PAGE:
- Collaborative Project will focus on collecting Nollywood’s oral history.
- Carnegie African Diaspora Fellowship Programme to Support Projects at Universities across Africa
Pan-Atlantic University through its School of Media and Communication was selected by the Carnegie African Diaspora Fellowship Program (CADFP) to host an African Diaspora scholar from the United States to work with on a collaborative project to build an oral history database for the Nollywood Studies Centre.
Dr Ikechukwu Obiaya will lead the Project, together with Dr Aje-Ori Agbese from University of Texas-Pan American.
The project involves a collaboration to conduct research, using the oral history method, for PAU’s Nollywood Studies Centre. Oral histories, which involve collecting people’s memories anDr Ikechukwu Obiaya will lead the Project, together with Dr Aje-Ori Agbese from University of Texas-Pan American.d perceptions of a period through interviews, allow researchers to understand cultural events.
The fellow will interview several notable actors, directors, producers and more for a database on Nollywood.
The database will contribute to the Centre’s goal of encouraging and supporting research to increase an understanding of Nollywood’s messages, impacts, prospects and challenges.
The Pan-Atlantic University project is one of 63 projects that will pair African Diaspora scholars with higher education institutions and collaborators in Africa to work together on curriculum co-development, collaborative research, graduate training and mentoring activities in the coming months.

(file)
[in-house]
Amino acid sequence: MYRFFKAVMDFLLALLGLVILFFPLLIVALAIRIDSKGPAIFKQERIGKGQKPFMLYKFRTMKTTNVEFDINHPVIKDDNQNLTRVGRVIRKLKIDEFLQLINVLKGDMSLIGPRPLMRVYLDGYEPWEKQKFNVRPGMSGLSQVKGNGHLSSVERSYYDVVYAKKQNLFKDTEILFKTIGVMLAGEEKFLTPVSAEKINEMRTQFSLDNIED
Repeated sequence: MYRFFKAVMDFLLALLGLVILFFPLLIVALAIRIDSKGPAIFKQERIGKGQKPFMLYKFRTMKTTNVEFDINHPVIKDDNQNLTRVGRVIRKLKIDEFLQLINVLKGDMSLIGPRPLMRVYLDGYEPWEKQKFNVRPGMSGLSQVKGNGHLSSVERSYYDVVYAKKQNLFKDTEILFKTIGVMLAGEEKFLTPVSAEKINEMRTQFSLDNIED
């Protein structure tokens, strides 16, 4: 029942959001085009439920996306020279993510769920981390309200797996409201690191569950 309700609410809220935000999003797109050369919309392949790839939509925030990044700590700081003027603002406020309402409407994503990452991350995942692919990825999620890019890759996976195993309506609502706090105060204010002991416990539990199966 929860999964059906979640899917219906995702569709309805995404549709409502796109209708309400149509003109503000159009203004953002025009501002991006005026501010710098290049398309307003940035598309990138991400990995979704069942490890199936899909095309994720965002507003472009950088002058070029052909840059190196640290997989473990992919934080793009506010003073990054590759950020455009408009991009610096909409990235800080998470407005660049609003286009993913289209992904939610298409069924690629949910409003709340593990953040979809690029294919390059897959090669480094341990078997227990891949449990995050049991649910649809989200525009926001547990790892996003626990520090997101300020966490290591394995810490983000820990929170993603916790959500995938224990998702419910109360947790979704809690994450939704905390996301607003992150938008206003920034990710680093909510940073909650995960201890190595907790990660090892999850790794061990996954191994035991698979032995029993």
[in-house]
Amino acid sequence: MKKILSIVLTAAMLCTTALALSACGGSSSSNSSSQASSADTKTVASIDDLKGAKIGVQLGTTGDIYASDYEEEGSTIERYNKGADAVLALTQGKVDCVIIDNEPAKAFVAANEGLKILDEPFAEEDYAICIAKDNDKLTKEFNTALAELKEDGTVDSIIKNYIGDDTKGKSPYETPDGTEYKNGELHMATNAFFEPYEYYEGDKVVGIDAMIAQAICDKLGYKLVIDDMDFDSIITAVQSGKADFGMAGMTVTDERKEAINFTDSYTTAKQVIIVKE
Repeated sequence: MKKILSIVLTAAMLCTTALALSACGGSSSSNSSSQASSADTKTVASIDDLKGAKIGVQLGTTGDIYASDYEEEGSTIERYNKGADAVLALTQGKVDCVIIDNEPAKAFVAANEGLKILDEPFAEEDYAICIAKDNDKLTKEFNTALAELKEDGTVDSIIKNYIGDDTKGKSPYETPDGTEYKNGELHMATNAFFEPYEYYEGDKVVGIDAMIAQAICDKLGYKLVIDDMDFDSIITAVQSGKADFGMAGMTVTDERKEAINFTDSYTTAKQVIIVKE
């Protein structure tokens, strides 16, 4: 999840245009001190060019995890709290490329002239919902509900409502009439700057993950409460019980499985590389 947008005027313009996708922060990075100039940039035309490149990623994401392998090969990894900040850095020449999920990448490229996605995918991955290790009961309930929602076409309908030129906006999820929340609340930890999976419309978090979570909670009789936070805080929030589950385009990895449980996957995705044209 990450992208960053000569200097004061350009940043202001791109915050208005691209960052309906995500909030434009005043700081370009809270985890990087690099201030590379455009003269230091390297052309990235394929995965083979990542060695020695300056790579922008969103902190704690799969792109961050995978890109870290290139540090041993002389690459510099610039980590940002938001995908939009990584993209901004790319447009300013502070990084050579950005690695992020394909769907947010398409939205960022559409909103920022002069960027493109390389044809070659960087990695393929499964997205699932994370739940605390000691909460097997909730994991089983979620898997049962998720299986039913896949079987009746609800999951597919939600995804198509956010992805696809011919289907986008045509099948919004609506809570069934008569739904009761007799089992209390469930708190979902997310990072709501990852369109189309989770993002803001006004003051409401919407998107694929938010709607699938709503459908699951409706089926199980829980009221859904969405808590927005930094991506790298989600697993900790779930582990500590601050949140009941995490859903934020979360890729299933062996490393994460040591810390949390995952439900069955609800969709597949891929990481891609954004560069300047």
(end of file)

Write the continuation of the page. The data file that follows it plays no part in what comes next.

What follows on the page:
The CADFP, now in its tenth year, develops long-term, mutually-beneficial collaborations between universities in Africa and the United States and Canada.
It is funded by Carnegie Corporation of New York and managed by the Institute of International Education (IIE) in collaboration with the Association of African Universities (AAU).
Nearly 600 African Diaspora Fellowships have now been awarded for scholars to travel to Africa since the program’s inception in 2013.
Fellowships match host universities with African-born scholars and cover the expenses for project visits of between 14 and 90 days, including transportation, a daily stipend, and the cost of obtaining visas and health insurance.
See the full list of newly selected projects, hosts and scholars.